Quarterfinals: You Mean He Can Attack, Too?

Posted in Event Coverage on July 29, 2007

By Nate Price

A longtime member of the Pro Tour and Grand Prix coverage staff, Nate Price now works making beautiful words for all of you lovely people as the community manager for organized play. When not covering events, he lords over the @MagicProTour Twitter account, ruling with an iron fist.

Luis Scott-Vargas vs. Craig Krempels

I wish they'd start these things at like noon," Luis said with a yawn.

"I wouldn't have been able to sleep anyway. I haven't been able to sleep well the last couple of nights. My normal schedule's got me going to bed at like 5 a.m.," Craig responded.

"Well, I would have been able to sleep," Luis said with a grin.

"Well, Gabe made sure to stay up and talk to Gerry T all night…"

This first match in the Top 8 of the U.S. Nationals tournament was bound to be epic. Luis Scott-Vargas is a returning member of last year's National squad and has been a powerhouse throughout this tournament. He's piloting the blue-white-green OmniChord deck that features Chord of the Calling to power out the Pickles combo, Arcanis the Omnipotent, or even some good old fashioned beats. His opponent this round is former U.S. National Champion and current Loudest Man on Tour, Craig Krempels. Craig is running an updated version of Solar Flare, which is a stereotypical black-blue-white control deck that uses Court Hussar, Compulsive Research, and Damnation to generate card advantage while Skeletal Vampire and Angel of Despair move in for the kill.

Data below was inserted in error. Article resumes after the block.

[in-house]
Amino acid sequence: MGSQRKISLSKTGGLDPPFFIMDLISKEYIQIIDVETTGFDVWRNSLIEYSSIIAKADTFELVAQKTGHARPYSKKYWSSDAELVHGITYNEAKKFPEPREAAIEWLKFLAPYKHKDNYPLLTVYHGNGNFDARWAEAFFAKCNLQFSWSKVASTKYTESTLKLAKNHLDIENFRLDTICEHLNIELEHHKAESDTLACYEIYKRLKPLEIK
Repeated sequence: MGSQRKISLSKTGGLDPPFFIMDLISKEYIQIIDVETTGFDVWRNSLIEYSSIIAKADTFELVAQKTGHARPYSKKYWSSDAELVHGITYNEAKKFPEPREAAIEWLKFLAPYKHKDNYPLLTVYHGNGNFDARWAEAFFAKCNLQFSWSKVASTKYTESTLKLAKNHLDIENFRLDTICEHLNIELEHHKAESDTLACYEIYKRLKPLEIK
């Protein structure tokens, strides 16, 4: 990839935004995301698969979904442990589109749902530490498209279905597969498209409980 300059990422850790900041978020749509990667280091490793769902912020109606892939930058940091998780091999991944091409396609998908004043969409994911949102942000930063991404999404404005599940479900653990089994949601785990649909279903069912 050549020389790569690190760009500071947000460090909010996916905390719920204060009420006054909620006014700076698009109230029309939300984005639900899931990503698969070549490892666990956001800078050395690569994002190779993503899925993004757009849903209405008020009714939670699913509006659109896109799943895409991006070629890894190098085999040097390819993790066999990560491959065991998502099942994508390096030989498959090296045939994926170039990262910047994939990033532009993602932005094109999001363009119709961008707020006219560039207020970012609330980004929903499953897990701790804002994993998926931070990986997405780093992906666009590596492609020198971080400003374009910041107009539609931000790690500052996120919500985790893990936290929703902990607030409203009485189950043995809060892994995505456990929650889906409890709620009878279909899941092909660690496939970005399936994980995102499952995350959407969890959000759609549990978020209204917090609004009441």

The players shuffled their decks and then presented them to each other for further randomization.

"Classic five piles. No one ever gets a good draw off of the five piles," Craig said as he began to pile shuffle Luis's deck. Only time would tell if he was on to something, or if it was just the insomnia-induced ramblings of a madman.

Game 1

2006 U.S. National Team member Luis Scott-Vargas faces former U.S. National Champion Craig Krempels, while fellow former U.S. National Champion Antonino De Rosa plays out his match in the background.